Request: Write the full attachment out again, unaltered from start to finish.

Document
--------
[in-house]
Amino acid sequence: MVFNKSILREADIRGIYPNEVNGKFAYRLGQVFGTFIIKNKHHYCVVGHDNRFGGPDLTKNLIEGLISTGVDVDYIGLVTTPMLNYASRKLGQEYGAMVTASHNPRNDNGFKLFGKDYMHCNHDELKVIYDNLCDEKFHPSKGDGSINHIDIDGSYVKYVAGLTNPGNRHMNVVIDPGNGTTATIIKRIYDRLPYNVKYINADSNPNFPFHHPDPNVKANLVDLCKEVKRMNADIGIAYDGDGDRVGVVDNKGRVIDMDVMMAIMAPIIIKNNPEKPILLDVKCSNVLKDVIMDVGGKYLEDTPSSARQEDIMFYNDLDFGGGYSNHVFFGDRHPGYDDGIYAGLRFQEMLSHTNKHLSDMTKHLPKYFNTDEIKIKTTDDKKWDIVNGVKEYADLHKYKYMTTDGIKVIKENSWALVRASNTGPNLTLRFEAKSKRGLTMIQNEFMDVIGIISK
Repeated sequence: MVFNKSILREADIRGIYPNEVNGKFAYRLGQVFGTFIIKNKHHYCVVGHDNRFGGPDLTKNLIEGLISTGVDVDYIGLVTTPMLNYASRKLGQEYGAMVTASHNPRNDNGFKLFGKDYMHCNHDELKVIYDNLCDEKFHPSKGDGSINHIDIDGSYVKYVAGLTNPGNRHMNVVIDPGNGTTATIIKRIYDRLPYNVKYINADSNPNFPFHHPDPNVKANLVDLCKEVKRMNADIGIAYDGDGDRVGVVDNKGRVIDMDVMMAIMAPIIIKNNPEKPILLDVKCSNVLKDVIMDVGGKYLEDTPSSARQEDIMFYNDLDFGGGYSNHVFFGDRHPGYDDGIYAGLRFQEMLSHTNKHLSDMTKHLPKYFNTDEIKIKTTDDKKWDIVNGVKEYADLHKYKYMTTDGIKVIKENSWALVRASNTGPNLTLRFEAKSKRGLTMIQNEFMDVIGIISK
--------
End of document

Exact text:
[in-house]
Amino acid sequence: MVFNKSILREADIRGIYPNEVNGKFAYRLGQVFGTFIIKNKHHYCVVGHDNRFGGPDLTKNLIEGLISTGVDVDYIGLVTTPMLNYASRKLGQEYGAMVTASHNPRNDNGFKLFGKDYMHCNHDELKVIYDNLCDEKFHPSKGDGSINHIDIDGSYVKYVAGLTNPGNRHMNVVIDPGNGTTATIIKRIYDRLPYNVKYINADSNPNFPFHHPDPNVKANLVDLCKEVKRMNADIGIAYDGDGDRVGVVDNKGRVIDMDVMMAIMAPIIIKNNPEKPILLDVKCSNVLKDVIMDVGGKYLEDTPSSARQEDIMFYNDLDFGGGYSNHVFFGDRHPGYDDGIYAGLRFQEMLSHTNKHLSDMTKHLPKYFNTDEIKIKTTDDKKWDIVNGVKEYADLHKYKYMTTDGIKVIKENSWALVRASNTGPNLTLRFEAKSKRGLTMIQNEFMDVIGIISK
Repeated sequence: MVFNKSILREADIRGIYPNEVNGKFAYRLGQVFGTFIIKNKHHYCVVGHDNRFGGPDLTKNLIEGLISTGVDVDYIGLVTTPMLNYASRKLGQEYGAMVTASHNPRNDNGFKLFGKDYMHCNHDELKVIYDNLCDEKFHPSKGDGSINHIDIDGSYVKYVAGLTNPGNRHMNVVIDPGNGTTATIIKRIYDRLPYNVKYINADSNPNFPFHHPDPNVKANLVDLCKEVKRMNADIGIAYDGDGDRVGVVDNKGRVIDMDVMMAIMAPIIIKNNPEKPILLDVKCSNVLKDVIMDVGGKYLEDTPSSARQEDIMFYNDLDFGGGYSNHVFFGDRHPGYDDGIYAGLRFQEMLSHTNKHLSDMTKHLPKYFNTDEIKIKTTDDKKWDIVNGVKEYADLHKYKYMTTDGIKVIKENSWALVRASNTGPNLTLRFEAKSKRGLTMIQNEFMDVIGIISK